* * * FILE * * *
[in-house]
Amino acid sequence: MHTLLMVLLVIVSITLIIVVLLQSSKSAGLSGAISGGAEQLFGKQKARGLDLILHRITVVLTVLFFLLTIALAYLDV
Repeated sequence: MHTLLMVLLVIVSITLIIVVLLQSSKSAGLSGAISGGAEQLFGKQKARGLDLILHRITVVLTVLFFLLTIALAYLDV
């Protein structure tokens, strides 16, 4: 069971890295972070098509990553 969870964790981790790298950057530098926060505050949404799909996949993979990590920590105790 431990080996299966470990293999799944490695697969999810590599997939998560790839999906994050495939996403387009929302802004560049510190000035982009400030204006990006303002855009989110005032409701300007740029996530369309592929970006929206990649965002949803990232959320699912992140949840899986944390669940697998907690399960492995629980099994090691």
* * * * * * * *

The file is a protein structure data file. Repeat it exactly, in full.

[in-house]
Amino acid sequence: MHTLLMVLLVIVSITLIIVVLLQSSKSAGLSGAISGGAEQLFGKQKARGLDLILHRITVVLTVLFFLLTIALAYLDV
Repeated sequence: MHTLLMVLLVIVSITLIIVVLLQSSKSAGLSGAISGGAEQLFGKQKARGLDLILHRITVVLTVLFFLLTIALAYLDV
């Protein structure tokens, strides 16, 4: 069971890295972070098509990553 969870964790981790790298950057530098926060505050949404799909996949993979990590920590105790 431990080996299966470990293999799944490695697969999810590599997939998560790839999906994050495939996403387009929302802004560049510190000035982009400030204006990006303002855009989110005032409701300007740029996530369309592929970006929206990649965002949803990232959320699912992140949840899986944390669940697998907690399960492995629980099994090691």